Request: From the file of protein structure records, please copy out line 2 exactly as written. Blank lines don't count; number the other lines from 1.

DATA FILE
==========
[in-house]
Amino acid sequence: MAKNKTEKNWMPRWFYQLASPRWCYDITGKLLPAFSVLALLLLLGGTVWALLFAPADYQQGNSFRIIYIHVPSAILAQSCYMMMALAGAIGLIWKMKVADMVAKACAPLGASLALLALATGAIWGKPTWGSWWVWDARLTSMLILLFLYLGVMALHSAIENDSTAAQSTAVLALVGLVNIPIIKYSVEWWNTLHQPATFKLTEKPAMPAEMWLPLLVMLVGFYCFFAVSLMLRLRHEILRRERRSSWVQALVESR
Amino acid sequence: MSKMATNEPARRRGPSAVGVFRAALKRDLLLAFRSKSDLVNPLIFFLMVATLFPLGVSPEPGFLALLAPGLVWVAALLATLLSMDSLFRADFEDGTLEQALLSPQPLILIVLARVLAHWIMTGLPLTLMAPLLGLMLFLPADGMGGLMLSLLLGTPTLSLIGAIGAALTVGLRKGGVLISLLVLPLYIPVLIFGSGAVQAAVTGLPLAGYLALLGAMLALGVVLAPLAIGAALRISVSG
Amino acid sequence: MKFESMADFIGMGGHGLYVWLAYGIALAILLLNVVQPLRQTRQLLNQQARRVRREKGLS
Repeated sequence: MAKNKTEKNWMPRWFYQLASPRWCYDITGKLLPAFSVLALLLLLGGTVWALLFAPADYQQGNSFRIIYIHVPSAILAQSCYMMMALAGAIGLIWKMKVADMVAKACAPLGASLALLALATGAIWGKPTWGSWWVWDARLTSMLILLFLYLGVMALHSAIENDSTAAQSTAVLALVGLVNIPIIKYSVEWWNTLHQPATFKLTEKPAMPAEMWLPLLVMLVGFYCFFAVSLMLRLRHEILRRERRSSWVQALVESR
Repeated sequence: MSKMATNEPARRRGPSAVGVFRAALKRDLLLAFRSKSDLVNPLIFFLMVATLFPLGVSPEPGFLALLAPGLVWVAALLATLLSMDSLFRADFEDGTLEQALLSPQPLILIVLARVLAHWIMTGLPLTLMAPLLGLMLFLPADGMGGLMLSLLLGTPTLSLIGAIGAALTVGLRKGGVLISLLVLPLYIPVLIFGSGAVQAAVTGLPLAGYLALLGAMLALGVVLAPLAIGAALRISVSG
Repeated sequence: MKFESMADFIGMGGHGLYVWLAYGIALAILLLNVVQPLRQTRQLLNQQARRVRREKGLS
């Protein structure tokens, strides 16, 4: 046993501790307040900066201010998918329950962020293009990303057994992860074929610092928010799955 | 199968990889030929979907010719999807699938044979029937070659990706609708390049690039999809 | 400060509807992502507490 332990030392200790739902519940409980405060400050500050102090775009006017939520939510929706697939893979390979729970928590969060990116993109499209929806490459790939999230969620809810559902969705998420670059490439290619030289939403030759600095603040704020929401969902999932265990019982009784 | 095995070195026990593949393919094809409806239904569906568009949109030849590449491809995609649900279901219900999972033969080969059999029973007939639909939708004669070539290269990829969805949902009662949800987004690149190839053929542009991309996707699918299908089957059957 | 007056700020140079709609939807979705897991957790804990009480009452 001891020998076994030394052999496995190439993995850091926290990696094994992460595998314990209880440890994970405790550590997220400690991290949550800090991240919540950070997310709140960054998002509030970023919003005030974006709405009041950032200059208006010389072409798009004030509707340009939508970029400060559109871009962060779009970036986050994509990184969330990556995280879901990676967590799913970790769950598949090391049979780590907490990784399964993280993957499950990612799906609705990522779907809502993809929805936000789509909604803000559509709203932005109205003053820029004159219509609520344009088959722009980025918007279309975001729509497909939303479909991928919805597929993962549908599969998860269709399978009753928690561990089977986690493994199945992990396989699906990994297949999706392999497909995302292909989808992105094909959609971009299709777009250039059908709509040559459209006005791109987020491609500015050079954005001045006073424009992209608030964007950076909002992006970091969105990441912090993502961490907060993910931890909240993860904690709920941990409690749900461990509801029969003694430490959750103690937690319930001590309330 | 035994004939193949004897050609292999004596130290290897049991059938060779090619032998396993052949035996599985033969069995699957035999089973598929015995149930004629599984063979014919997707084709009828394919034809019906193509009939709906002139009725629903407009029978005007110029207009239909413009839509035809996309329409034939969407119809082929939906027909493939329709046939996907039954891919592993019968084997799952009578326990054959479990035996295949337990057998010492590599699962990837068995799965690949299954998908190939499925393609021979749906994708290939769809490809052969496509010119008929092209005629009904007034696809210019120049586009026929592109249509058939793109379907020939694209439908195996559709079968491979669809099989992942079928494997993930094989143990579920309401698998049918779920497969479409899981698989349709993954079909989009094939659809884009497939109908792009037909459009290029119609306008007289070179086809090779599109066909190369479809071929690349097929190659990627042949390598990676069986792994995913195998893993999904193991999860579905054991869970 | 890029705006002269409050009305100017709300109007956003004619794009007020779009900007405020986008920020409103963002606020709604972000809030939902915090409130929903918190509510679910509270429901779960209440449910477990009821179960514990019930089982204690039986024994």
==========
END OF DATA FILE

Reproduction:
Amino acid sequence: MAKNKTEKNWMPRWFYQLASPRWCYDITGKLLPAFSVLALLLLLGGTVWALLFAPADYQQGNSFRIIYIHVPSAILAQSCYMMMALAGAIGLIWKMKVADMVAKACAPLGASLALLALATGAIWGKPTWGSWWVWDARLTSMLILLFLYLGVMALHSAIENDSTAAQSTAVLALVGLVNIPIIKYSVEWWNTLHQPATFKLTEKPAMPAEMWLPLLVMLVGFYCFFAVSLMLRLRHEILRRERRSSWVQALVESR